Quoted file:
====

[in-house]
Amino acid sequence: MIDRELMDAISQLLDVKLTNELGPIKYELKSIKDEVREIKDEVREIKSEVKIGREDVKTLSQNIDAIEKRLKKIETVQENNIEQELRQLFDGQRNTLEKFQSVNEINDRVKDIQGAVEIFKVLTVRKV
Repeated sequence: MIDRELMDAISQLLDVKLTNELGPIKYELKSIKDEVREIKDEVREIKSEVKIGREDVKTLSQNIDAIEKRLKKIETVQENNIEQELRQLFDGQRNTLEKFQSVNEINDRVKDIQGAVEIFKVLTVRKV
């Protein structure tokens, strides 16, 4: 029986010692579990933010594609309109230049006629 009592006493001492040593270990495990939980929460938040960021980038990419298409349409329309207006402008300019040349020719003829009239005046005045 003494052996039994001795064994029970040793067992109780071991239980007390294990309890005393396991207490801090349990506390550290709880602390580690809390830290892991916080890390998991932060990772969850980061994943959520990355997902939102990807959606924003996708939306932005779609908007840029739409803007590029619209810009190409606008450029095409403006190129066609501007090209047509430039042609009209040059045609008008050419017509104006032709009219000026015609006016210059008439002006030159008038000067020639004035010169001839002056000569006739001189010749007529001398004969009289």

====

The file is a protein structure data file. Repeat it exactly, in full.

[in-house]
Amino acid sequence: MIDRELMDAISQLLDVKLTNELGPIKYELKSIKDEVREIKDEVREIKSEVKIGREDVKTLSQNIDAIEKRLKKIETVQENNIEQELRQLFDGQRNTLEKFQSVNEINDRVKDIQGAVEIFKVLTVRKV
Repeated sequence: MIDRELMDAISQLLDVKLTNELGPIKYELKSIKDEVREIKDEVREIKSEVKIGREDVKTLSQNIDAIEKRLKKIETVQENNIEQELRQLFDGQRNTLEKFQSVNEINDRVKDIQGAVEIFKVLTVRKV
């Protein structure tokens, strides 16, 4: 029986010692579990933010594609309109230049006629 009592006493001492040593270990495990939980929460938040960021980038990419298409349409329309207006402008300019040349020719003829009239005046005045 003494052996039994001795064994029970040793067992109780071991239980007390294990309890005393396991207490801090349990506390550290709880602390580690809390830290892991916080890390998991932060990772969850980061994943959520990355997902939102990807959606924003996708939306932005779609908007840029739409803007590029619209810009190409606008450029095409403006190129066609501007090209047509430039042609009209040059045609008008050419017509104006032709009219000026015609006016210059008439002006030159008038000067020639004035010169001839002056000569006739001189010749007529001398004969009289």